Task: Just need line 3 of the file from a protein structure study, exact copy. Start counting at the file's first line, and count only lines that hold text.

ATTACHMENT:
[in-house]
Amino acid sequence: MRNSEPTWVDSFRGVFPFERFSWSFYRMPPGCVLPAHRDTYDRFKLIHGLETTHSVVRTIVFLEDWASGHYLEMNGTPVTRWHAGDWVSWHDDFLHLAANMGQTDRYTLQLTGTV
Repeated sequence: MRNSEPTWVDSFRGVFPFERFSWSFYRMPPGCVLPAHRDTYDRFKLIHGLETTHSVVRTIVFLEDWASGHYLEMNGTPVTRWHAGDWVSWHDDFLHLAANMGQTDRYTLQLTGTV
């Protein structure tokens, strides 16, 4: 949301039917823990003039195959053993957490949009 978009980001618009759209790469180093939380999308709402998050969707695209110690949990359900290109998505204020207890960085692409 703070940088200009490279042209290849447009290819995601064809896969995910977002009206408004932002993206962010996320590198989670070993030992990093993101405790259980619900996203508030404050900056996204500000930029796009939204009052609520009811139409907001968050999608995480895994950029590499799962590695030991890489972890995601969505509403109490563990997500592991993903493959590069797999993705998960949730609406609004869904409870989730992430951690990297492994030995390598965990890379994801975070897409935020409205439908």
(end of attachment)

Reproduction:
Repeated sequence: MRNSEPTWVDSFRGVFPFERFSWSFYRMPPGCVLPAHRDTYDRFKLIHGLETTHSVVRTIVFLEDWASGHYLEMNGTPVTRWHAGDWVSWHDDFLHLAANMGQTDRYTLQLTGTV